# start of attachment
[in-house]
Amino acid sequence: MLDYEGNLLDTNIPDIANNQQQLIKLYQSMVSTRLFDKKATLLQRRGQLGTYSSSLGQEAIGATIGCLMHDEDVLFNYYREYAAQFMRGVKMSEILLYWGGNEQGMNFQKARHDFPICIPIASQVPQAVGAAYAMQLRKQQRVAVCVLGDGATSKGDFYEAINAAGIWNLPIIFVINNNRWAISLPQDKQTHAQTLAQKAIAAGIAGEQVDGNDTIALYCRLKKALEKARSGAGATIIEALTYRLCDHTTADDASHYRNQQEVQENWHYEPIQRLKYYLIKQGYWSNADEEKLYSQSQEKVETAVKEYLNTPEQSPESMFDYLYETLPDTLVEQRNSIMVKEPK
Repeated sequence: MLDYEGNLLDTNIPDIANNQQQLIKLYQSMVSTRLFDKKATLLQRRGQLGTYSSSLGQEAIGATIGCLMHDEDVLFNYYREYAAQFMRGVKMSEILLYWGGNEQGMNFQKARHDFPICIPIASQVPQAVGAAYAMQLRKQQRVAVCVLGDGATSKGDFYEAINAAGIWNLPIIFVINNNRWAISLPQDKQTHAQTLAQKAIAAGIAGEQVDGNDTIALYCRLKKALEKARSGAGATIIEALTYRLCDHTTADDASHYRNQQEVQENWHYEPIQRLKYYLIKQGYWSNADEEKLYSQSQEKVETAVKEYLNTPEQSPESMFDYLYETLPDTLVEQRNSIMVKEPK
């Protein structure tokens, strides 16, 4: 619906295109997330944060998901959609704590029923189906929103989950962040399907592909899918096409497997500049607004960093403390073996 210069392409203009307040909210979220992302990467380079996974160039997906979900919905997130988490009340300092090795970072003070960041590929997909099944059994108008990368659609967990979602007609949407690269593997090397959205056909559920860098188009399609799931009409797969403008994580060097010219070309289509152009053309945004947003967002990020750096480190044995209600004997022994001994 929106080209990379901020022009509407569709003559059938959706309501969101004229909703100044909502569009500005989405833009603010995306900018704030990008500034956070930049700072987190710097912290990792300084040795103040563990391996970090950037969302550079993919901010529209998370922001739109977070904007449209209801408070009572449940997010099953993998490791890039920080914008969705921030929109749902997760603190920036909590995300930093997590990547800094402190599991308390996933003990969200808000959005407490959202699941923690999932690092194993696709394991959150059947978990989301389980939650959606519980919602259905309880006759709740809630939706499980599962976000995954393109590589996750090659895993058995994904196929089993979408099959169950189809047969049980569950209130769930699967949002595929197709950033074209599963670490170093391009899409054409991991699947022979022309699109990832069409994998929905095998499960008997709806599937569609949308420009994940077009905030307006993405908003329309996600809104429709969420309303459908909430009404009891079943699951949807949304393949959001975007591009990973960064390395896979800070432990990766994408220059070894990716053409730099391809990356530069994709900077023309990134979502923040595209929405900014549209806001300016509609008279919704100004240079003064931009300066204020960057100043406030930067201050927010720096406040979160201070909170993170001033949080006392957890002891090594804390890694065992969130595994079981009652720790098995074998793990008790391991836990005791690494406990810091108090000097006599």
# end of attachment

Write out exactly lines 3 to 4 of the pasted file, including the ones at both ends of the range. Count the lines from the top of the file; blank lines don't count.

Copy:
Repeated sequence: MLDYEGNLLDTNIPDIANNQQQLIKLYQSMVSTRLFDKKATLLQRRGQLGTYSSSLGQEAIGATIGCLMHDEDVLFNYYREYAAQFMRGVKMSEILLYWGGNEQGMNFQKARHDFPICIPIASQVPQAVGAAYAMQLRKQQRVAVCVLGDGATSKGDFYEAINAAGIWNLPIIFVINNNRWAISLPQDKQTHAQTLAQKAIAAGIAGEQVDGNDTIALYCRLKKALEKARSGAGATIIEALTYRLCDHTTADDASHYRNQQEVQENWHYEPIQRLKYYLIKQGYWSNADEEKLYSQSQEKVETAVKEYLNTPEQSPESMFDYLYETLPDTLVEQRNSIMVKEPK
């Protein structure tokens, strides 16, 4: 619906295109997330944060998901959609704590029923189906929103989950962040399907592909899918096409497997500049607004960093403390073996 210069392409203009307040909210979220992302990467380079996974160039997906979900919905997130988490009340300092090795970072003070960041590929997909099944059994108008990368659609967990979602007609949407690269593997090397959205056909559920860098188009399609799931009409797969403008994580060097010219070309289509152009053309945004947003967002990020750096480190044995209600004997022994001994 929106080209990379901020022009509407569709003559059938959706309501969101004229909703100044909502569009500005989405833009603010995306900018704030990008500034956070930049700072987190710097912290990792300084040795103040563990391996970090950037969302550079993919901010529209998370922001739109977070904007449209209801408070009572449940997010099953993998490791890039920080914008969705921030929109749902997760603190920036909590995300930093997590990547800094402190599991308390996933003990969200808000959005407490959202699941923690999932690092194993696709394991959150059947978990989301389980939650959606519980919602259905309880006759709740809630939706499980599962976000995954393109590589996750090659895993058995994904196929089993979408099959169950189809047969049980569950209130769930699967949002595929197709950033074209599963670490170093391009899409054409991991699947022979022309699109990832069409994998929905095998499960008997709806599937569609949308420009994940077009905030307006993405908003329309996600809104429709969420309303459908909430009404009891079943699951949807949304393949959001975007591009990973960064390395896979800070432990990766994408220059070894990716053409730099391809990356530069994709900077023309990134979502923040595209929405900014549209806001300016509609008279919704100004240079003064931009300066204020960057100043406030930067201050927010720096406040979160201070909170993170001033949080006392957890002891090594804390890694065992969130595994079981009652720790098995074998793990008790391991836990005791690494406990810091108090000097006599």